I am collaborating with researchers at Georgia Institute of Technology to develop a high-performance CA-based urban land-use change model using Graphics Processing Units (GPUs). Our pilot study implemented a classical CA model, the Game of Life (GOL), on both a GPU-equipped desktop PC and the Keeneland, a hybrid computer system sponsored by NSF that combines multiple CPUs and GPUs. The GPU-GOL was able to reduce the computing time to six minutes, which was 16.7 times faster than a CPU-based GOL, which requires about 100 minutes to complete. The Keeneland-GOL reduced the computing time to 20 seconds, which was 300 times faster, using 20 GPUs. With such promising results, we expect to reduce the calibration time of a CA-based urban land-use model from thousands of hours to just a few hours, and to remove the simplifying assumptions used in previous studies so that the modeling accuracy can be significantly improved.

These techniques are helping solve problems once considered impossible. For example, applying computational intelligence and using high-performance computing will allow the SLEUTH model developed by Dr. Keith Clarke to be calibrated to model urban growth across the entire U.S. Without these techniques, the comprehensive calibration for a medium-sized dataset may take 1,200 CPU hours, which isn't feasible, but with computational intelligence, we can calibrate the model more efficiently by finding the best-fit parameters without examining all possible parameter values, which will significantly reduce computational intensity. With high-powered computing, we can reduce the computing time to a manageable length.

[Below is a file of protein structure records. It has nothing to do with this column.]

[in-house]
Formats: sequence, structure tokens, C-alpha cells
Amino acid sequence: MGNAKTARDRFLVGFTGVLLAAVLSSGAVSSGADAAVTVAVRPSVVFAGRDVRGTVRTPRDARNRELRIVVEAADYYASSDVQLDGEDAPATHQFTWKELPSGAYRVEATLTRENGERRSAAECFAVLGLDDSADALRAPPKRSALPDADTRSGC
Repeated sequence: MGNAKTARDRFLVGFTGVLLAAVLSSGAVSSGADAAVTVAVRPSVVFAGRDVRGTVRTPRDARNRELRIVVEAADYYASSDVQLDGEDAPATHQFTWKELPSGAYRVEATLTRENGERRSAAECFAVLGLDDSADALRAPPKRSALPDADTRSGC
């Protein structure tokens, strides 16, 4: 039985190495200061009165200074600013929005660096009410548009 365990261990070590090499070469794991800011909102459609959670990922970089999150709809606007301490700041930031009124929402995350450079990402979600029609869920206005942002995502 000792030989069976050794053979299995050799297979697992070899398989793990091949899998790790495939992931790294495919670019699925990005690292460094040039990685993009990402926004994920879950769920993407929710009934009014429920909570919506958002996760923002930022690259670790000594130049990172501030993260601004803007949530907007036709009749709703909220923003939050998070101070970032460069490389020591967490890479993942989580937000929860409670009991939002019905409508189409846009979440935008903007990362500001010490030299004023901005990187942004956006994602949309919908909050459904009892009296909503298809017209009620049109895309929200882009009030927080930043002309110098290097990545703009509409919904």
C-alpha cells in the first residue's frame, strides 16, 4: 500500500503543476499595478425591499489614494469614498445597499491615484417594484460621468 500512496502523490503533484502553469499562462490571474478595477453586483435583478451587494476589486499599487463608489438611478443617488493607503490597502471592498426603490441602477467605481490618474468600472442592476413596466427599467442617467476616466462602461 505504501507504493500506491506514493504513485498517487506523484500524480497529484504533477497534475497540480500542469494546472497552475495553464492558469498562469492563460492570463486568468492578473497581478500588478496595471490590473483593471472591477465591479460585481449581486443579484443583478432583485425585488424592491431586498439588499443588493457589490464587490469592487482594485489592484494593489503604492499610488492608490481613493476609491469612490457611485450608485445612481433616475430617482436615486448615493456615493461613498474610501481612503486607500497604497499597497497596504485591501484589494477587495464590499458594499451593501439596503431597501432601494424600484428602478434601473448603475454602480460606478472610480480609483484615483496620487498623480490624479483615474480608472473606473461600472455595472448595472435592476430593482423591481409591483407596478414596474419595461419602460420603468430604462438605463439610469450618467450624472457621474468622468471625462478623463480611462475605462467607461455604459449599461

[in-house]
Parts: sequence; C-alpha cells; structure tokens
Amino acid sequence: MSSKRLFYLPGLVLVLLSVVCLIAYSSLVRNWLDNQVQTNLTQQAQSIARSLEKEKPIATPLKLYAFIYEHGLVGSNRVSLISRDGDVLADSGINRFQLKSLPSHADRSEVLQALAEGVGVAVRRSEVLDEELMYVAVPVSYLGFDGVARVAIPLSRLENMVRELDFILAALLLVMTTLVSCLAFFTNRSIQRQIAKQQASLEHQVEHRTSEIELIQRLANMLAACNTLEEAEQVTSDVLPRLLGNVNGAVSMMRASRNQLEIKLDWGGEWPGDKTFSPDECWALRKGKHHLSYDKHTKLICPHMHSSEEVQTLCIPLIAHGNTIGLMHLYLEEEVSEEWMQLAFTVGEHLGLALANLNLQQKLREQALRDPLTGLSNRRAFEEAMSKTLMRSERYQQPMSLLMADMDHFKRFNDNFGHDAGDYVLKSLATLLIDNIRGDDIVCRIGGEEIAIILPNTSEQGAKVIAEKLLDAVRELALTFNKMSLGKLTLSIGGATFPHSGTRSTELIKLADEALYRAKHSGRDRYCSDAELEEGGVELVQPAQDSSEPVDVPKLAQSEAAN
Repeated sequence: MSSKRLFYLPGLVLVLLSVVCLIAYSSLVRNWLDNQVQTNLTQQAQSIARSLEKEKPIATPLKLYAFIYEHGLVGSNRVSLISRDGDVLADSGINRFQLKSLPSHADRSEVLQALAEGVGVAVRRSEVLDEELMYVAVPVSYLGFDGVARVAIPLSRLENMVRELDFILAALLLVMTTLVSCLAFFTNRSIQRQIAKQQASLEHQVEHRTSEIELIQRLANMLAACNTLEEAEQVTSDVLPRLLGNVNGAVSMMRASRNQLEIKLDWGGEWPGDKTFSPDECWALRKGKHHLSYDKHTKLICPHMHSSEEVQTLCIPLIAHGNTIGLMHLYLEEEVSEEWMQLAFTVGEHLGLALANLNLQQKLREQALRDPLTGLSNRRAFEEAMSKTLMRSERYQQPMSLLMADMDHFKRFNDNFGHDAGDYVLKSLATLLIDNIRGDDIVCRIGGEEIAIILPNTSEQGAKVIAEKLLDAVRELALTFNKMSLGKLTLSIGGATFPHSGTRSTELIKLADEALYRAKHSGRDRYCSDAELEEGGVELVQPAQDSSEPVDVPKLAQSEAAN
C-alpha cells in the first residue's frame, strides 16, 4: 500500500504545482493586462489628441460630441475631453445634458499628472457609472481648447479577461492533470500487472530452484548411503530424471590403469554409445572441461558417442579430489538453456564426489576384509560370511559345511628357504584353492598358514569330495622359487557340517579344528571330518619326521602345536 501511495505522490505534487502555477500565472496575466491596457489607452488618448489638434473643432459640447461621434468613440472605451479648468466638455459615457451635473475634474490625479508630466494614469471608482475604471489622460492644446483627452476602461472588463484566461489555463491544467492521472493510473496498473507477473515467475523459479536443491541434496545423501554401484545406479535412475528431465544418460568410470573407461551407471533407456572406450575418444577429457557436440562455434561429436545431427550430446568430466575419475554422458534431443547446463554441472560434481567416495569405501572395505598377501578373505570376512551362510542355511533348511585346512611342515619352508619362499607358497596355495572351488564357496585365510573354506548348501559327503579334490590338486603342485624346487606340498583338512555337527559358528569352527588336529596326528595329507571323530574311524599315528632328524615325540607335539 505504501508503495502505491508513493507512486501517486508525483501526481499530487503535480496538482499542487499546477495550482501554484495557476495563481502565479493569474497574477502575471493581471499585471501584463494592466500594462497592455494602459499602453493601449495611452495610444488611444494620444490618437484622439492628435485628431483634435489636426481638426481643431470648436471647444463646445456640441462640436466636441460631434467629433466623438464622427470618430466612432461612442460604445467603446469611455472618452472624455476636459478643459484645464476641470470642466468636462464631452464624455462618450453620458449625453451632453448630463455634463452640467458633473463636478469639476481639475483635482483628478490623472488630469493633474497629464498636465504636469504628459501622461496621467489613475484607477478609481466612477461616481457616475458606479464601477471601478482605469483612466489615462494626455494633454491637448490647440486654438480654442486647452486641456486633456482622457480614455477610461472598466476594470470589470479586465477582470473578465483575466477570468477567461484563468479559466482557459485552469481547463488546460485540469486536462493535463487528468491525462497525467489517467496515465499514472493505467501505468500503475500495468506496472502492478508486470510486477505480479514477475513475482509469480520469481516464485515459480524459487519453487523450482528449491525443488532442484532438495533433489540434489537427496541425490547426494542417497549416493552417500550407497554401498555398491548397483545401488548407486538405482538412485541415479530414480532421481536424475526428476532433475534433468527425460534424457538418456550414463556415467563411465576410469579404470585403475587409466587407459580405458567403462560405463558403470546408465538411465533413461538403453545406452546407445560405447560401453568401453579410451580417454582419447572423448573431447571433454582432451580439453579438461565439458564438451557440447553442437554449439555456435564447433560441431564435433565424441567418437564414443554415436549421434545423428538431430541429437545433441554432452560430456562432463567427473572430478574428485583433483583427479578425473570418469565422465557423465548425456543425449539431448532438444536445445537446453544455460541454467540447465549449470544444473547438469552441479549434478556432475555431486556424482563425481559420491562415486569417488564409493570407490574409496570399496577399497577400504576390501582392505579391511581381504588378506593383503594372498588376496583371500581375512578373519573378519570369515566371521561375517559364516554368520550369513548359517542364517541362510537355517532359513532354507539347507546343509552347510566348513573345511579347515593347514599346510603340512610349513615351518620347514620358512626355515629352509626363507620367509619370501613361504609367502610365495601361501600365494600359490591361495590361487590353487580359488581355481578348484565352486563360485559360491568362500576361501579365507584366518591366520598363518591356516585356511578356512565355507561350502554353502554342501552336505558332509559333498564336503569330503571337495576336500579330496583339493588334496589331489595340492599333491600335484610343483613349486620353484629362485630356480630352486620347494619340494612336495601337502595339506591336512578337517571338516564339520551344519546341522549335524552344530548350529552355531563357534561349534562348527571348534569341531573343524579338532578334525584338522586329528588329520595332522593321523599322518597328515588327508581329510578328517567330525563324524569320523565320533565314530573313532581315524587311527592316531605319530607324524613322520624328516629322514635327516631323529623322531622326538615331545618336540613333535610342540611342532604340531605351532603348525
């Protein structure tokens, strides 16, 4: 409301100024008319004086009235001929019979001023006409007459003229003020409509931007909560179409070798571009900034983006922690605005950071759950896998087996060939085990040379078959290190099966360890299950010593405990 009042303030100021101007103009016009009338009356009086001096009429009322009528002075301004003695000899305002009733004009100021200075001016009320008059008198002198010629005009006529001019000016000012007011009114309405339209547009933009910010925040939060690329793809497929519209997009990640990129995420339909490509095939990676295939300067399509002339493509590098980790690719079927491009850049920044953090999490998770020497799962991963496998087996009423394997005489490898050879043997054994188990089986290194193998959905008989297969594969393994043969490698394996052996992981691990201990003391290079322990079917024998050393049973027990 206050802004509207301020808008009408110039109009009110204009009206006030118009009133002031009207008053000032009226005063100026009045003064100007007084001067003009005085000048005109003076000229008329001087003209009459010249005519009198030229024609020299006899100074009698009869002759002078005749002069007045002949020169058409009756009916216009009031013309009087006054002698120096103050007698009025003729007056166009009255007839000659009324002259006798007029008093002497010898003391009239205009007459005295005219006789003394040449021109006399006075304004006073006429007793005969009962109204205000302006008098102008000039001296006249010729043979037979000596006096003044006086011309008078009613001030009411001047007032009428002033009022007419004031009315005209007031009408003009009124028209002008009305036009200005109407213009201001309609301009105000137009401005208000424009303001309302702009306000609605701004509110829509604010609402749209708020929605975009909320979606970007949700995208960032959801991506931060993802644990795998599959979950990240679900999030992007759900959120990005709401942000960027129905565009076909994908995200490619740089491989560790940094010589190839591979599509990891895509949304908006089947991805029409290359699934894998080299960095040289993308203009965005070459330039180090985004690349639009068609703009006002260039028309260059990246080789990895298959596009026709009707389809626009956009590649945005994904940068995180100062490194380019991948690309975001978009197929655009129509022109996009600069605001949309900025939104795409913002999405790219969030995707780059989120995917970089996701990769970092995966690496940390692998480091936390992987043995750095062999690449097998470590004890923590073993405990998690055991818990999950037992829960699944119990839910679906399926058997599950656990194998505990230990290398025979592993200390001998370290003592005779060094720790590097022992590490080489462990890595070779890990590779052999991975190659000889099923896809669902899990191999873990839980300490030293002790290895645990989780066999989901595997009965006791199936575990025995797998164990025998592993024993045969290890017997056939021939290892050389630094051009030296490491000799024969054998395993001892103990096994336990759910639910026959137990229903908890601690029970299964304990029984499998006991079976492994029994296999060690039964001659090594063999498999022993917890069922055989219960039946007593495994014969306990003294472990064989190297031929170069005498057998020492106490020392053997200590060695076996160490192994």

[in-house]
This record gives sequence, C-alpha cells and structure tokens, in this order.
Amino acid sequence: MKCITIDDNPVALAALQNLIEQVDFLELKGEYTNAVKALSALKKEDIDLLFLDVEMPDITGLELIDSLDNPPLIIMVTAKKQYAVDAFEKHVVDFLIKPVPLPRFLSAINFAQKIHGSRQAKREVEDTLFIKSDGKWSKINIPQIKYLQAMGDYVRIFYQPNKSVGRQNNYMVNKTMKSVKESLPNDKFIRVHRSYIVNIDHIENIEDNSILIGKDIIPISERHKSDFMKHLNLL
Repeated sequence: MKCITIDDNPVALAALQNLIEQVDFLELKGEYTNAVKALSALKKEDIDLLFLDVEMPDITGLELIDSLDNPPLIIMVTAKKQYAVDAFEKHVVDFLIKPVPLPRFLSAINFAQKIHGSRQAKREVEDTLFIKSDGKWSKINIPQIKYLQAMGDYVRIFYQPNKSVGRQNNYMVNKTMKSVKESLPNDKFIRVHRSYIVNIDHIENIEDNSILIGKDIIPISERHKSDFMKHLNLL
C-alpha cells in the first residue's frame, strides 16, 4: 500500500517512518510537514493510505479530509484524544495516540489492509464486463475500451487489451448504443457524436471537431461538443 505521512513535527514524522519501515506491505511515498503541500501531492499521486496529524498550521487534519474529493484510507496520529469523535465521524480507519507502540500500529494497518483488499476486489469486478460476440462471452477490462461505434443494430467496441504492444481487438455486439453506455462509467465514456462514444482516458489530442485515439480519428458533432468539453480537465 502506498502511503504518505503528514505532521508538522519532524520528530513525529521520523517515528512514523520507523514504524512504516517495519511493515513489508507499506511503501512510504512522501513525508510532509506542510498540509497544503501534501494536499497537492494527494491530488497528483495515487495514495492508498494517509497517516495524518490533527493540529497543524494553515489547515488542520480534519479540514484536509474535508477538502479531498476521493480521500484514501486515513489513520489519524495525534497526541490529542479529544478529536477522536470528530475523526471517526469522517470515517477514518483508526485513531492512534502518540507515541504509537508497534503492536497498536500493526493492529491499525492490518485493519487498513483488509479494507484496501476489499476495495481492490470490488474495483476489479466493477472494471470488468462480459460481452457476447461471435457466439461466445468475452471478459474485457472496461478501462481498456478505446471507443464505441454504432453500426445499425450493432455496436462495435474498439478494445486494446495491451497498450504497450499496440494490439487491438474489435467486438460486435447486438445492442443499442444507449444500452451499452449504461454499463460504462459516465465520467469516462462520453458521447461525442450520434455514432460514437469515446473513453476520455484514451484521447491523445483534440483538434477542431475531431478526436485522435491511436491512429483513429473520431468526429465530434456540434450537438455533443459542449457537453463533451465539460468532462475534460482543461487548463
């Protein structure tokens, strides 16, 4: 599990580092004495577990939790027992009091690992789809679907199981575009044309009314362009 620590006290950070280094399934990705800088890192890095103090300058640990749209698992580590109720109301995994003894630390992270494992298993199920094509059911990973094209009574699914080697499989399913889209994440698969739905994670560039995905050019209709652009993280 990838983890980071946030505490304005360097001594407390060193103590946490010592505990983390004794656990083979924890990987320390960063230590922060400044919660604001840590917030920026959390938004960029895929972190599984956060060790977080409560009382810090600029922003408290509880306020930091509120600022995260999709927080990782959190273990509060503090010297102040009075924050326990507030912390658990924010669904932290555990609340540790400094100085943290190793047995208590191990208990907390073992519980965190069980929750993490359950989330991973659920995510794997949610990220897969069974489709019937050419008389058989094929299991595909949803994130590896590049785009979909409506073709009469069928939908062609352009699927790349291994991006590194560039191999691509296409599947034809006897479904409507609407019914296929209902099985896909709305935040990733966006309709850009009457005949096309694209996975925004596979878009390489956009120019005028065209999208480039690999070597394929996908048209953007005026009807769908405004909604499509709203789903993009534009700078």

I am also working closely with the National Drought Mitigation Center (NDMC) at UNL. We have developed the next generation of the web-based U.S. Drought Impact Reporter (DIR) mapping service ( using dynamic web-GIS technologies. The DIR mapping service provides users a rich set of query and display options, and is capable of querying the back-end database at various spatial, temporal, and categorical scales in real time, visualizing spatial distributions of drought impacts and reports at both state and county levels, and displaying summarized and detailed information about drought impacts and/or reports dynamically in response to users’ interactions with the map. We are now developing new tools that allow users to query and download DIR data for arbitrary shapes of areas other than states and counties, such as watersheds, congressional districts, climate divisions, and Risk Management Agency (RMA) regions. We are also developing methods to statistically compare the U.S. Drought Monitor data ( and DIR data and to study the spatio-temporal patterns of both.

I believe that the advancements in GeoComputational Intelligence and High-performance Geospatial Computing will lead to revolutionary outcomes in geospatial sciences and other related disciplines, including natural resources and ecology. They will provide innovative means to test and verify classical theories as well as stimulate new theory.